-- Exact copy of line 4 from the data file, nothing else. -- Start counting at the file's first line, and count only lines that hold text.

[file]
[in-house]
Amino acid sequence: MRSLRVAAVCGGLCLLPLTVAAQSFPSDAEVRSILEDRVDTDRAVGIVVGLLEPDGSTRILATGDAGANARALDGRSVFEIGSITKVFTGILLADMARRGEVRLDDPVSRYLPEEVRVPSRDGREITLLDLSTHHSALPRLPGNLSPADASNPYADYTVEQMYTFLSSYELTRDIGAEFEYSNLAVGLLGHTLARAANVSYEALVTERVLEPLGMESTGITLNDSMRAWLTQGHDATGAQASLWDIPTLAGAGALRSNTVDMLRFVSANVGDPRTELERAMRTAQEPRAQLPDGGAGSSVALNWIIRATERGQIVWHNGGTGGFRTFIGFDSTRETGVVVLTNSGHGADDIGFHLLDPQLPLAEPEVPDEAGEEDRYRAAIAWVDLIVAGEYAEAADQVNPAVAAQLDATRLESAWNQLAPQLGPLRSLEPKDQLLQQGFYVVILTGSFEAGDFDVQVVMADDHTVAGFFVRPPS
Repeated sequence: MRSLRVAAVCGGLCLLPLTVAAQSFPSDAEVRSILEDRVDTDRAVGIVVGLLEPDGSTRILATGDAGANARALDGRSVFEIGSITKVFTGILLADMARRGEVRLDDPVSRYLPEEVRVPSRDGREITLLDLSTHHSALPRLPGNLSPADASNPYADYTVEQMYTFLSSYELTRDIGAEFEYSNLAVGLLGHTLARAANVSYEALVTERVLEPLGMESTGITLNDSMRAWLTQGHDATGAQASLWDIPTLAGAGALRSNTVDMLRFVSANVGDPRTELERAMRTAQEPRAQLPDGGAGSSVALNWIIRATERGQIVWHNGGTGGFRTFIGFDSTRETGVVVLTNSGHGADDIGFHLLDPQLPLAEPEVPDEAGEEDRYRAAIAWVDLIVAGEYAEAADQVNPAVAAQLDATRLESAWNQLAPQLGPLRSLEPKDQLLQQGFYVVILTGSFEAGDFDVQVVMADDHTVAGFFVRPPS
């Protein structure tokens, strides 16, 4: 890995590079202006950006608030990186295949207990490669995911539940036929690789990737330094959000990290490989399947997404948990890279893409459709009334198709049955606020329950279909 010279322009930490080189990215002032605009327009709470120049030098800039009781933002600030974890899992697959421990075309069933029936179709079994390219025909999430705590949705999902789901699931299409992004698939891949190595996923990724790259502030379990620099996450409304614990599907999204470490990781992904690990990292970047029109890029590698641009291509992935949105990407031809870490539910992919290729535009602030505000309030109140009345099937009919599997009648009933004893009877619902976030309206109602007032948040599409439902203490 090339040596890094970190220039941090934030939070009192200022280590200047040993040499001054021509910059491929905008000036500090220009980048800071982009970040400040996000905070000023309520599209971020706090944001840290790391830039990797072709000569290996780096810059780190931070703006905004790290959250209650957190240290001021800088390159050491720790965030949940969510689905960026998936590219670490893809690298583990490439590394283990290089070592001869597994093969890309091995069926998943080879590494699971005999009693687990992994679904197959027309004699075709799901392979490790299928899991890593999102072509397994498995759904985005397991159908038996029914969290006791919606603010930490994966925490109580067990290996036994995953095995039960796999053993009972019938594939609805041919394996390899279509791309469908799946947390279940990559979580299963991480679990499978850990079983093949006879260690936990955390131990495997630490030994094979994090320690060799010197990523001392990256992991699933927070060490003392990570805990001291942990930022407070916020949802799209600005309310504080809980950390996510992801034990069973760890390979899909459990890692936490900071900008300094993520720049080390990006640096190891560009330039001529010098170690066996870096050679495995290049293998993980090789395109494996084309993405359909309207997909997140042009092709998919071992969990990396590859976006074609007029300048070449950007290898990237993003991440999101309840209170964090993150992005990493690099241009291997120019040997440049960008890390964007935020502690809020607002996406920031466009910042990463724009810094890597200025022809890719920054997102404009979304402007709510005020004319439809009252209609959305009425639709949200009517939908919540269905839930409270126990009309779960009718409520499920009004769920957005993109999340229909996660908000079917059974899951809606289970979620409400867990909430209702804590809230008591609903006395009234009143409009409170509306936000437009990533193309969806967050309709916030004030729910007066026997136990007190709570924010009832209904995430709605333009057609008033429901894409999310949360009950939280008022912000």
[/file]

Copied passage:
């Protein structure tokens, strides 16, 4: 890995590079202006950006608030990186295949207990490669995911539940036929690789990737330094959000990290490989399947997404948990890279893409459709009334198709049955606020329950279909 010279322009930490080189990215002032605009327009709470120049030098800039009781933002600030974890899992697959421990075309069933029936179709079994390219025909999430705590949705999902789901699931299409992004698939891949190595996923990724790259502030379990620099996450409304614990599907999204470490990781992904690990990292970047029109890029590698641009291509992935949105990407031809870490539910992919290729535009602030505000309030109140009345099937009919599997009648009933004893009877619902976030309206109602007032948040599409439902203490 090339040596890094970190220039941090934030939070009192200022280590200047040993040499001054021509910059491929905008000036500090220009980048800071982009970040400040996000905070000023309520599209971020706090944001840290790391830039990797072709000569290996780096810059780190931070703006905004790290959250209650957190240290001021800088390159050491720790965030949940969510689905960026998936590219670490893809690298583990490439590394283990290089070592001869597994093969890309091995069926998943080879590494699971005999009693687990992994679904197959027309004699075709799901392979490790299928899991890593999102072509397994498995759904985005397991159908038996029914969290006791919606603010930490994966925490109580067990290996036994995953095995039960796999053993009972019938594939609805041919394996390899279509791309469908799946947390279940990559979580299963991480679990499978850990079983093949006879260690936990955390131990495997630490030994094979994090320690060799010197990523001392990256992991699933927070060490003392990570805990001291942990930022407070916020949802799209600005309310504080809980950390996510992801034990069973760890390979899909459990890692936490900071900008300094993520720049080390990006640096190891560009330039001529010098170690066996870096050679495995290049293998993980090789395109494996084309993405359909309207997909997140042009092709998919071992969990990396590859976006074609007029300048070449950007290898990237993003991440999101309840209170964090993150992005990493690099241009291997120019040997440049960008890390964007935020502690809020607002996406920031466009910042990463724009810094890597200025022809890719920054997102404009979304402007709510005020004319439809009252209609959305009425639709949200009517939908919540269905839930409270126990009309779960009718409520499920009004769920957005993109999340229909996660908000079917059974899951809606289970979620409400867990909430209702804590809230008591609903006395009234009143409009409170509306936000437009990533193309969806967050309709916030004030729910007066026997136990007190709570924010009832209904995430709605333009057609008033429901894409999310949360009950939280008022912000």